Fukushima-contaminated tuna caught off California coast
A fish prized for its market value and as a delicacy in sushi restaurants worldwide, bluefin tuna are known for their great migratory patterns that start in coastal Japanese waters and span the entire Pacific Ocean, taking them as far San Diego.
While the scientists have said the fish they studied are safe to eat, their findings do raise new questions about the risk of fish from Japanese waters.
“Frankly, we were surprised,” Nicholas Fisher, a professor of marine sciences at Stony Brook University, New York, and a member of the Woods Hole Oceanographic Institute team that completed the study, told the Associated Press.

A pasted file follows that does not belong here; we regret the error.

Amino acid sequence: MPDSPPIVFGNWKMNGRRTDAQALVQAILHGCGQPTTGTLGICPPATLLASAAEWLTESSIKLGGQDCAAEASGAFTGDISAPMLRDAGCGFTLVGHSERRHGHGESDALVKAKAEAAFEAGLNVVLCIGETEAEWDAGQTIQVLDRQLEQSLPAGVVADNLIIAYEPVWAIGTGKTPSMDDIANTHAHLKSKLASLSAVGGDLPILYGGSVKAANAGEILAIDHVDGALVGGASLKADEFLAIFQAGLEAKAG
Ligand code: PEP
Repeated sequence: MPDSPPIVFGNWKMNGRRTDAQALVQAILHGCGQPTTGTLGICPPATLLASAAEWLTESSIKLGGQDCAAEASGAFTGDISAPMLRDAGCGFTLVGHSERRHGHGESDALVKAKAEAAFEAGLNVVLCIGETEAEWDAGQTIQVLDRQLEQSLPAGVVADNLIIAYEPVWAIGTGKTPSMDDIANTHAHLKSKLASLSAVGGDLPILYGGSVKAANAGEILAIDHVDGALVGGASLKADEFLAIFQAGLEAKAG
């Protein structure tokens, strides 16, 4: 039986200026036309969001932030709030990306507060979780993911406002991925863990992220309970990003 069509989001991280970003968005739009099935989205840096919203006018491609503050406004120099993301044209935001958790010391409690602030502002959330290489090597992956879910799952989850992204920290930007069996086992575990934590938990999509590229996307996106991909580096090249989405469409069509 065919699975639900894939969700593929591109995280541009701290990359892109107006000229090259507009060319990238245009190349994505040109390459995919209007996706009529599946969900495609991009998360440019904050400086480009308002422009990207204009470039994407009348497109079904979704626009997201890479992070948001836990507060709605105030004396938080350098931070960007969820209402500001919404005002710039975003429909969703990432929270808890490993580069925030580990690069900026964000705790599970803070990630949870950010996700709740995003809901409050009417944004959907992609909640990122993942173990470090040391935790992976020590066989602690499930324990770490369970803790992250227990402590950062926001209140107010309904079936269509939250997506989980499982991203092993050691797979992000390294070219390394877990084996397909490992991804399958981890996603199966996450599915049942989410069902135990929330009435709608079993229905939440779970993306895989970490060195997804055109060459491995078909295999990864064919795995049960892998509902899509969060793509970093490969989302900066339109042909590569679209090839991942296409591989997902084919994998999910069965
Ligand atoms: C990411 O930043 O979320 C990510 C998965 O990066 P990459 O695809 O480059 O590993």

The results noted two radioactive isotopes in particular that were discovered in the bluefin tuna; cesium-137 and cesium-134. Neither isotope occurs naturally in the Pacific. But while cesium-137 is known to have entered the Pacific Ocean artificially as a result of 1960s nuclear weapons tests, the only possible explanation for the cesium-134 is fallout from the Fukushima reactor.
The scientists told AP the results were “unequivocal”.
In attempts to quell contamination concerns, Japan has recently introduced even stricter radioactivity tests in the wake of the disaster a year ago. As of April 1, 2012, the limit on allowable radioactive cesium in food in Japan was lowered from 500 becquerels (a unit for measuring radiation in food) per kilogram to an incredibly stringent 100 becquerels.
However, the institute’s study leaves new cause for concern. The team plans on continuing its study on a new sample of bluefin tuna to be caught on the coming months in order to preclude any potential health hazards.